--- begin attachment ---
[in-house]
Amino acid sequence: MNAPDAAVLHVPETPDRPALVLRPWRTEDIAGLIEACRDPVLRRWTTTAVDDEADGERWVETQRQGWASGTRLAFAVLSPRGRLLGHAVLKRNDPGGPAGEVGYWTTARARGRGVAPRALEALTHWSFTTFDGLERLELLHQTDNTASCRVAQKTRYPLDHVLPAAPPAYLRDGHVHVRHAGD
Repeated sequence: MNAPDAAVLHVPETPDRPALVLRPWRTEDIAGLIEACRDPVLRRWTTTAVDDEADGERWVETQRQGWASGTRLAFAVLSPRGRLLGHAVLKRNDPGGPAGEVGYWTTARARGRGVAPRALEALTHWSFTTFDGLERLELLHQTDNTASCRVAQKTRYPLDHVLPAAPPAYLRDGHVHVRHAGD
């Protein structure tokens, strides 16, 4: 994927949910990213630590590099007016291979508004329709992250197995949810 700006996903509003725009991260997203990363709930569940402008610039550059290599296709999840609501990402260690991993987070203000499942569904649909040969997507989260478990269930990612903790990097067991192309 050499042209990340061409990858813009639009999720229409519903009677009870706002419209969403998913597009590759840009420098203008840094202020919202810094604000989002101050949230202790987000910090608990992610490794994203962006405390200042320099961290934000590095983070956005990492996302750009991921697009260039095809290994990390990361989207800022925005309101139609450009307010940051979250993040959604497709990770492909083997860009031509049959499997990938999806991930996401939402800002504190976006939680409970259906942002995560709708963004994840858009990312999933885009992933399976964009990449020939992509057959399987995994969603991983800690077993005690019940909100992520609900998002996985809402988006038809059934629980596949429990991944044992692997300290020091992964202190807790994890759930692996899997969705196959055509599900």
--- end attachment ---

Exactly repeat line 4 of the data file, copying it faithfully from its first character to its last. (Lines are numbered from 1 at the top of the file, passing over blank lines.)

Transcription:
């Protein structure tokens, strides 16, 4: 994927949910990213630590590099007016291979508004329709992250197995949810 700006996903509003725009991260997203990363709930569940402008610039550059290599296709999840609501990402260690991993987070203000499942569904649909040969997507989260478990269930990612903790990097067991192309 050499042209990340061409990858813009639009999720229409519903009677009870706002419209969403998913597009590759840009420098203008840094202020919202810094604000989002101050949230202790987000910090608990992610490794994203962006405390200042320099961290934000590095983070956005990492996302750009991921697009260039095809290994990390990361989207800022925005309101139609450009307010940051979250993040959604497709990770492909083997860009031509049959499997990938999806991930996401939402800002504190976006939680409970259906942002995560709708963004994840858009990312999933885009992933399976964009990449020939992509057959399987995994969603991983800690077993005690019940909100992520609900998002996985809402988006038809059934629980596949429990991944044992692997300290020091992964202190807790994890759930692996899997969705196959055509599900």